, Volume 9, Issue 4, pp 308-314
Date: 24 Nov 2006

Detection of cancer cells disseminated in bone marrow using real-time quantitative RT-PCR of CEA, CK19, and CK20 mRNA in patients with gastric cancer



To determine the significance of bone marrow disseminated tumor cells in gastric cancer, we investigated the mRNA expression levels of carcinoembryonic antigen (CEA), cytokeratin 19 (CK19), and cytokeratin 20 (CK20) using the real-time quantitative reverse-transcription polymerase chain reaction (RQ-PCR).


Bone marrow samples were aspirated from the sternum at the time of surgery in 65 patients with resectable gastric cancer. Total RNA was extracted from bone marrow; and the expression levels of CEA, CK19, and CK20 mRNA were determined by RQ-PCR using an ABI PRISM 7000 and quantified against the GAPDH mRNA level.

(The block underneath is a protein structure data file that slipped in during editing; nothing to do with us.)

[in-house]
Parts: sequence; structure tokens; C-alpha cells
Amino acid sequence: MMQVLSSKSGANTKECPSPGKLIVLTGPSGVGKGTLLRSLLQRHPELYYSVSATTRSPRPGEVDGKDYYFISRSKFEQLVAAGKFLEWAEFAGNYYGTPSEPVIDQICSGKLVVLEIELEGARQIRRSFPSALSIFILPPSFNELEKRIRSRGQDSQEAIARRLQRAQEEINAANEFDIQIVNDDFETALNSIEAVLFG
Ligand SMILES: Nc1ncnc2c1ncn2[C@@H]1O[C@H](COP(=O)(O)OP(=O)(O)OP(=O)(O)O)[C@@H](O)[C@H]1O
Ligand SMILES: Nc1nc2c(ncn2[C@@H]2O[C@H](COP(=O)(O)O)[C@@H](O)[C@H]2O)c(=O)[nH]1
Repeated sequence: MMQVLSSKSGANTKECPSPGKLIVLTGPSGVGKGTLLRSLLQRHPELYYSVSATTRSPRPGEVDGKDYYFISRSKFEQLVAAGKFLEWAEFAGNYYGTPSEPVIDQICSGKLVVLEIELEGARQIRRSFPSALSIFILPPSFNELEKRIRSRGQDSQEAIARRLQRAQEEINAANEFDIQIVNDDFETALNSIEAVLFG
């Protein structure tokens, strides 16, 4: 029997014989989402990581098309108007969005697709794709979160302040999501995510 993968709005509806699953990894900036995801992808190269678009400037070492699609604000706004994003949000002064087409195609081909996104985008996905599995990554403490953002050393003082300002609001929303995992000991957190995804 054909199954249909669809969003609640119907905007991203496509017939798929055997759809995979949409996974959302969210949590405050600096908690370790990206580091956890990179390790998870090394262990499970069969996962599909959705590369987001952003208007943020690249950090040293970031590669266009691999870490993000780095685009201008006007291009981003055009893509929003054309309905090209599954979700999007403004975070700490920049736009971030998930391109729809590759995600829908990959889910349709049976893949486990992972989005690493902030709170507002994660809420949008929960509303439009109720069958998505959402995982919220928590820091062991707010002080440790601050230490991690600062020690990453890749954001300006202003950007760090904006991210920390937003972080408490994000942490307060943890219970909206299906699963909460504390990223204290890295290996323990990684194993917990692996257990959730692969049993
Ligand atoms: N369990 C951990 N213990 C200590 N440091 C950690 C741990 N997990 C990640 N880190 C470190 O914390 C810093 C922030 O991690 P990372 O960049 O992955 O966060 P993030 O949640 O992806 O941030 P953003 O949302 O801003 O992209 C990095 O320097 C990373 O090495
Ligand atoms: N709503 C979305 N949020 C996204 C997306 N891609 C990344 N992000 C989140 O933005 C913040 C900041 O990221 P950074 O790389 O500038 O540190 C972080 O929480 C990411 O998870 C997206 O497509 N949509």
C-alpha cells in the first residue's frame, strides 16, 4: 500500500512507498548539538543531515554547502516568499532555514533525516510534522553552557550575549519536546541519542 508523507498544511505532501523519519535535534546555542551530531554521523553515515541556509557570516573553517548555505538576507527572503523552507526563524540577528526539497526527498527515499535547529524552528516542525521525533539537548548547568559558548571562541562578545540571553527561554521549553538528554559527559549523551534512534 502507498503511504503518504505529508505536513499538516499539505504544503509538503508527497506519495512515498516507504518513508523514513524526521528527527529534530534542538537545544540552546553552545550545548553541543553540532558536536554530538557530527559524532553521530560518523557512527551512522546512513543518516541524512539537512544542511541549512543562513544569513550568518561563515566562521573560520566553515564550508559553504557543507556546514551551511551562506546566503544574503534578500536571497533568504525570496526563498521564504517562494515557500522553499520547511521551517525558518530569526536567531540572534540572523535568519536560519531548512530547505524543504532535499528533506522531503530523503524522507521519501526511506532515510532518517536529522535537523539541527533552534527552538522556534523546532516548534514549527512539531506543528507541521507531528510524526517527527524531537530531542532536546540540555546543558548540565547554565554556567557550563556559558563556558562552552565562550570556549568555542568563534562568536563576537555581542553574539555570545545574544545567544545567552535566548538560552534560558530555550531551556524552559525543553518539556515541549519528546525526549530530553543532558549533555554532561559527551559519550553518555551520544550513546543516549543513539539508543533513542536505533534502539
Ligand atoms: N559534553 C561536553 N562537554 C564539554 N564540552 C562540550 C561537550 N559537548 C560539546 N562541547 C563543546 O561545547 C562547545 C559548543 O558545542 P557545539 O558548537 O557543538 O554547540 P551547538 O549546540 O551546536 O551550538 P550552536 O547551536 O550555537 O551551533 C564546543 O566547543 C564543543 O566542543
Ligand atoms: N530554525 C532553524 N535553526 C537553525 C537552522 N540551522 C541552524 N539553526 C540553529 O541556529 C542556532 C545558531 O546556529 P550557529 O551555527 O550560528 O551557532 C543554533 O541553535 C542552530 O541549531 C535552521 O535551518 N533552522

The detection limits of these genes were determined in the gastric cancer cell line MKN-45 and the colon cancer cell line C-1, which had been serially diluted in peripheral blood mononuclear cells (PBMCs). A rate of 1 cancer cell/million PBMCs was obtained by detecting CEA and CK19 mRNA in MKN-45 and by detecting CK20 mRNA in C-1. In the clinical samples, only 1 of the 65 gastric cancer patients (1.5%) who had stage IV disease was positive for CEA, CK19, and CK20 mRNA; none of CEA, CK19, or CK20 mRNA was positive in the remaining 64 patients. No significant correlation was observed between disseminated cancer cells in bone marrow and clinicopathological features, including simultaneous or metachronous hepatic metastasis and patient survival.


The incidence of disseminated cancer cells in bone marrow in our study appears low, unlike that in previous reports. The significance of disseminated cancer cells in bone marrow may also be quite low in gastric cancer.